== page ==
Fallen Angel: When an investment-grade bond is relegated to the high yield universe
Trustees overseeing institutional portfolios typically allocate a significant portion of assets to investment-grade corporate bonds. Why is this? Most importantly, corporates have historically offered a higher level of returns than government bonds with a similar risk profile over the course of market cycles. This contrasts with high yield bonds, who have historically offered a higher level of returns than government bonds, but with a markedly high level of risk similar to equities. Additionally, corporates have offered diversification against other components within portfolios, equities and alternative assets, allowing for better risk-adjusted returns over time.
An increased appetite to corporate debt is one factor leading to the growth over time in the space. Since 2001, the investment-grade corporate debt market has grown and evolved significantly, with a total market value in 2001 of approximately $2 trillion and a current market value of over $10 trillion.
Over this same period of time, the bottom rung of the quality of the investment-grade ladder has ballooned. BBB-rated bonds represent over 50% of global investment grade debt versus only 17% in 2001.
Compounding the concern of heightened risk is the fact that the creditworthiness of investment-grade corporates has weakened by historical standards. The world’s largest bond manager, BlackRock, offered their perspective on the changing bond market in a recent research report:
“We believe the sharp increase in the proportion of BBB-rated constituents has made the investment-grade bond sector riskier than in recent years. BBB-rated bonds are typically the most vulnerable of all investment-grade debt in a recession. Any downgrade of such bonds would relegate them from the investment-grade to the high yield universe making them “fallen angels” and re-rate their value.
Portfolios constrained to invest only in investment-grade debt would likely be forced to sell the holdings, potentially further eroding the bonds’ value.”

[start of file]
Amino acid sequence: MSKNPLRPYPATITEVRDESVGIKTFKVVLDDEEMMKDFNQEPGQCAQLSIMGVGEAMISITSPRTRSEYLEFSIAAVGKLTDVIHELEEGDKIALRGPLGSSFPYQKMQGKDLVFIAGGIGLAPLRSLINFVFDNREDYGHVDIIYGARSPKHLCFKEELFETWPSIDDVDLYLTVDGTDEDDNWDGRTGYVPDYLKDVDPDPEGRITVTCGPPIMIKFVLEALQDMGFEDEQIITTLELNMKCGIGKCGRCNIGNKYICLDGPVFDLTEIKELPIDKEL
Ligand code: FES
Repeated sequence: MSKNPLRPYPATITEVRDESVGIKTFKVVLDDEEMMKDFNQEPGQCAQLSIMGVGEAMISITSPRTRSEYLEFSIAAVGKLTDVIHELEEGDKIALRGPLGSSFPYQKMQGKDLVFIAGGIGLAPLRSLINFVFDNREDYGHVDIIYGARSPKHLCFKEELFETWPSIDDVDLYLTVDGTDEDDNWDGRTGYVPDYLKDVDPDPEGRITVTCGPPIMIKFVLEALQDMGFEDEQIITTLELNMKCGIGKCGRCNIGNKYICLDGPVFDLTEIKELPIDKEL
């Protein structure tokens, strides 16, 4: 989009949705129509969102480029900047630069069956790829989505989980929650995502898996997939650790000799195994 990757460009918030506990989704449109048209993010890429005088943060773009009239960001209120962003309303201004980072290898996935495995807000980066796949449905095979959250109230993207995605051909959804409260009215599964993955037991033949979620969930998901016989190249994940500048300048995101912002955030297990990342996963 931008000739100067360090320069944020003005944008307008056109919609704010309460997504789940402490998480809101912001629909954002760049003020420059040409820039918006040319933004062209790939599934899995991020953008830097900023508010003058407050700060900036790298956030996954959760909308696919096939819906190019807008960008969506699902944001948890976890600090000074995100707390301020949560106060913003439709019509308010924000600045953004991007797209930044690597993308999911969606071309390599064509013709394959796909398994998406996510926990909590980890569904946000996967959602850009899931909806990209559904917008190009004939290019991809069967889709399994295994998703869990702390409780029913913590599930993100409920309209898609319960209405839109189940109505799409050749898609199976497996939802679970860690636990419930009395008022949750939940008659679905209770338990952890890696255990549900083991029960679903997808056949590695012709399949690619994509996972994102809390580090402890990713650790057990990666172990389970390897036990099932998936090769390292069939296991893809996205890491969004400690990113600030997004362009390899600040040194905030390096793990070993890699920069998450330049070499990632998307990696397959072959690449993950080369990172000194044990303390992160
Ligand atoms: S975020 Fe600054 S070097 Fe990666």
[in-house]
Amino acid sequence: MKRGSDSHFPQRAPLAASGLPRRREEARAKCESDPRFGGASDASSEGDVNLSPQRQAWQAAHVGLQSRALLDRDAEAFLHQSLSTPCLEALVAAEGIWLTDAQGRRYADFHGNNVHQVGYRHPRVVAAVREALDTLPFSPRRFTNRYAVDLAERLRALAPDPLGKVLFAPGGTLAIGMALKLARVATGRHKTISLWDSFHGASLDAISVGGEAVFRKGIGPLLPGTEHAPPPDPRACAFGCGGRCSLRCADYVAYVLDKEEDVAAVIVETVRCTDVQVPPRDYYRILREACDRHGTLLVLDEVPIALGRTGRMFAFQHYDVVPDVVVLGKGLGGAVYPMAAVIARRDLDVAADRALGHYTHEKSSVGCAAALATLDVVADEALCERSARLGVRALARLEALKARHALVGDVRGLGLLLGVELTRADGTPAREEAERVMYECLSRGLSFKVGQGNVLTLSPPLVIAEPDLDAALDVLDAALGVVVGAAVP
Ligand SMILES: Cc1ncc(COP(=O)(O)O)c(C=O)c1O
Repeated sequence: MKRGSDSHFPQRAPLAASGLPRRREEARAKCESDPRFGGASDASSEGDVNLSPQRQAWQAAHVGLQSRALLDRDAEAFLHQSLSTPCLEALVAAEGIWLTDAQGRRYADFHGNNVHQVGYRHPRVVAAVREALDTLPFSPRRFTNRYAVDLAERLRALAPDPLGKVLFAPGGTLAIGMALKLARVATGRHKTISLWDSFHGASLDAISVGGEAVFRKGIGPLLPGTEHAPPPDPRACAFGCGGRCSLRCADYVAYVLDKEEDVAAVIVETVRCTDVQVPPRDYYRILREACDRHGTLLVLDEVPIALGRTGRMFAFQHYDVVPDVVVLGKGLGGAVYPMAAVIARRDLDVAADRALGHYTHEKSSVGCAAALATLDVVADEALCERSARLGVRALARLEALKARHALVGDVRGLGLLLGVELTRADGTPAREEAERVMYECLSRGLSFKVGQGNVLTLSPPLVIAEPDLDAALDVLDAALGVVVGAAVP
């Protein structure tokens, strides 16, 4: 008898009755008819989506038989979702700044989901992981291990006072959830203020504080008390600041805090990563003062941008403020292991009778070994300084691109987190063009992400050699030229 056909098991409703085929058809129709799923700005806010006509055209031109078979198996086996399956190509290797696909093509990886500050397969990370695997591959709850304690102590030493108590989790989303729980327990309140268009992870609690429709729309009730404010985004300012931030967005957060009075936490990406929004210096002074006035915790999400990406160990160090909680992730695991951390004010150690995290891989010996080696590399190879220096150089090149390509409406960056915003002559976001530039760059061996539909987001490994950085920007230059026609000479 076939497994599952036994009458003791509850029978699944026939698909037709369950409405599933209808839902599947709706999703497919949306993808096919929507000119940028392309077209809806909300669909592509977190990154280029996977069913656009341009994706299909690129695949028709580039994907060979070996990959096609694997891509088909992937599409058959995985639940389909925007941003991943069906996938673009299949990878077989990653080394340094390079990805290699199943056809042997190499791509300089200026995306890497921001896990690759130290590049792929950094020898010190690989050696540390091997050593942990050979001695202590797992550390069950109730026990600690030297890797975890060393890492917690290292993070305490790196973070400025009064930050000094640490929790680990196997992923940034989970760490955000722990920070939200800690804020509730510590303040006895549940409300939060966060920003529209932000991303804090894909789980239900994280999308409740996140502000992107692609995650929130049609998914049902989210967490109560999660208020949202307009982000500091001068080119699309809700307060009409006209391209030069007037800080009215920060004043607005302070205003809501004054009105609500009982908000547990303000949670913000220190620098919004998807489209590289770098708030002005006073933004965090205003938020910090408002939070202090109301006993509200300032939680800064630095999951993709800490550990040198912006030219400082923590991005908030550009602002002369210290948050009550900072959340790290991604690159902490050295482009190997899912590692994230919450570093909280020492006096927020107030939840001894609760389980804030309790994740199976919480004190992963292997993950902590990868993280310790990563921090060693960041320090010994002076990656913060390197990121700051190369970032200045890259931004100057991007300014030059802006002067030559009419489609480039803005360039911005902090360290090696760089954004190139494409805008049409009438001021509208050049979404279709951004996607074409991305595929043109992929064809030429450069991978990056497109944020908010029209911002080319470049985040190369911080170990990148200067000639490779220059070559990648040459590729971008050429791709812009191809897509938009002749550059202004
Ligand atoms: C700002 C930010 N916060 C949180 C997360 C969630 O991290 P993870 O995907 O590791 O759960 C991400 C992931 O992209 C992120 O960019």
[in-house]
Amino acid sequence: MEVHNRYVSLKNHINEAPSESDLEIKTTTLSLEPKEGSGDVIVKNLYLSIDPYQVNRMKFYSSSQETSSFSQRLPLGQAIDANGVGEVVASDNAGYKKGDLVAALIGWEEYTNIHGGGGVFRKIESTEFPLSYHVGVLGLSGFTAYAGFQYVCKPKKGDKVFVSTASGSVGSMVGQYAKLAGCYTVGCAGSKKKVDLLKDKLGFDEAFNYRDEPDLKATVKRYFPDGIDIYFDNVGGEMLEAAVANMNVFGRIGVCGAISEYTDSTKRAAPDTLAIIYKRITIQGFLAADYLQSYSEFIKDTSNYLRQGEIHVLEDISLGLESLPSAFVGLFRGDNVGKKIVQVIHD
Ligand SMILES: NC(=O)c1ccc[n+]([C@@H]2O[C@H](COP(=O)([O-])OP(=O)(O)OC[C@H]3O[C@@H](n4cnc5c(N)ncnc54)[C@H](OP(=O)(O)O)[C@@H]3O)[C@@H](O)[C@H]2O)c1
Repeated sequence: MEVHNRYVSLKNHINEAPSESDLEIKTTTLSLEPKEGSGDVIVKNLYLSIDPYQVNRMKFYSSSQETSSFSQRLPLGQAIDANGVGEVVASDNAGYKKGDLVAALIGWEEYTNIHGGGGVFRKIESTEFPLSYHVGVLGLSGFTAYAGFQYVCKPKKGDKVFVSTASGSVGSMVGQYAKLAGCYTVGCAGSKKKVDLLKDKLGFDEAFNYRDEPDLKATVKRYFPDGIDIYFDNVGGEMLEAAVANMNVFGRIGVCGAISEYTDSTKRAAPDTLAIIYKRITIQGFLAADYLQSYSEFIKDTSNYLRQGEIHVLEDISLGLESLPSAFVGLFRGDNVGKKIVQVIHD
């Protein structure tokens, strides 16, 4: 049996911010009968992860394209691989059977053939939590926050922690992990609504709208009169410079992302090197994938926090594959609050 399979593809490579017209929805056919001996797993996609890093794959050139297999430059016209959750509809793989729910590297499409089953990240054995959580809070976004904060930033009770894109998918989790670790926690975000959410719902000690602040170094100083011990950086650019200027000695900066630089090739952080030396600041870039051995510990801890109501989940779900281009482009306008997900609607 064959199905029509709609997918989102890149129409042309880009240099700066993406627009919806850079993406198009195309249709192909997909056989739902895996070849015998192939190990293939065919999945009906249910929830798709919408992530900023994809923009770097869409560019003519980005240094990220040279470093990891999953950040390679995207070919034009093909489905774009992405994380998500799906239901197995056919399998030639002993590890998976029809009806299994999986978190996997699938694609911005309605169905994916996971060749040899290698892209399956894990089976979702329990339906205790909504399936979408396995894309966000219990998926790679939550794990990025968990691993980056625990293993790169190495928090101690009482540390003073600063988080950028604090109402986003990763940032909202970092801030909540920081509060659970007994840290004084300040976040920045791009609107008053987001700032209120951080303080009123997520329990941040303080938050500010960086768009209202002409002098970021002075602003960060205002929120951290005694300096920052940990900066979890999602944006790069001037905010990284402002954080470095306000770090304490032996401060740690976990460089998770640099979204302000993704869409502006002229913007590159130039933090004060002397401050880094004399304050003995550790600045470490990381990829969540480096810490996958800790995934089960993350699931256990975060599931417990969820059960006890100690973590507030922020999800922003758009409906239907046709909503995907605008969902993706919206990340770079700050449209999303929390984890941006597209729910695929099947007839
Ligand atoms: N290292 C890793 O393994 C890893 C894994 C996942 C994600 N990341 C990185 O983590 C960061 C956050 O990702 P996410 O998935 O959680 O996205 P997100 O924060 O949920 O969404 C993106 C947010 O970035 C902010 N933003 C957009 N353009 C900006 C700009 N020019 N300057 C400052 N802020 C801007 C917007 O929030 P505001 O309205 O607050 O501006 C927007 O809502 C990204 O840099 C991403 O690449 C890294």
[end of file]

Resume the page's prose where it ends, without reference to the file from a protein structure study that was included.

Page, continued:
They further quantified the risk of downgrades by examining the price impact of “fallen angel risk” over three-month return periods. Looking back over the past 20 years, they found that fallen angel bonds declined sharply in the three months prior to being downgraded. This created a drag on the returns of the overall market of U.S. investment-grade corporate bonds. In some years, fallen angel bonds detracted only 0.05% while in 2016 they cost over 2.5%. Furthermore, the potential impact of downgrades varies and the magnitude can be influenced by the stage of the credit cycle. In late-cycle environments such as the late 2000s, high yield default rates tend to increase, the percentage of fallen angels can rise, and the impact on performance can be pronounced. Cumulatively, the performance drag can be significant for investment-grade portfolios.
It is important to understand the composition of the BBB group and the drivers that contributed to its rapid growth. Three main groups drove growth in the space: banks, energy and non-cyclicals.
Banks make up over 20% of BBB debt and grew following the Great Financial Crisis as a result of heavier scrutiny. However, as a result of this increased scrutiny, many banks have taken measures to display better capital discipline and balance sheet health. Following the energy crisis in 2016, there was a wave of downgrades, though it can be argued that energy companies have maintained financial discipline and avoided risk-taking, even following the recovery in oil prices. The final group to have contributed most to the growth of BBBs are non-cyclicals like Consumer Staples, Communications and Healthcare. These are considered defensive industries due to their ability to maintain earnings stability in economic downturns. Thus, they are less likely to experience the severe deterioration in credit quality that leads to falling into high yield. They are also more likely to be large multi-national corporations with very large capital structures and are incentivized to maintain investment grade status. These issuers will not become fallen angels without a fight.
The investment-grade corporate bond market has experienced material change and the potential for fallen angel risk has grown substantially, underscoring the need for active management strategies designed to provide defensive characteristics even in an asset class traditionally believed to be “safe.” Managers not only can provide diversification across issuers, industries, sectors and ratings, but also can add value through security selection and the avoidance of issuers who may offer higher levels of risk relative to peers. Screening for credit quality by active managers is essential in order to deliver downside protection in volatile markets and shifting credit and business cycles.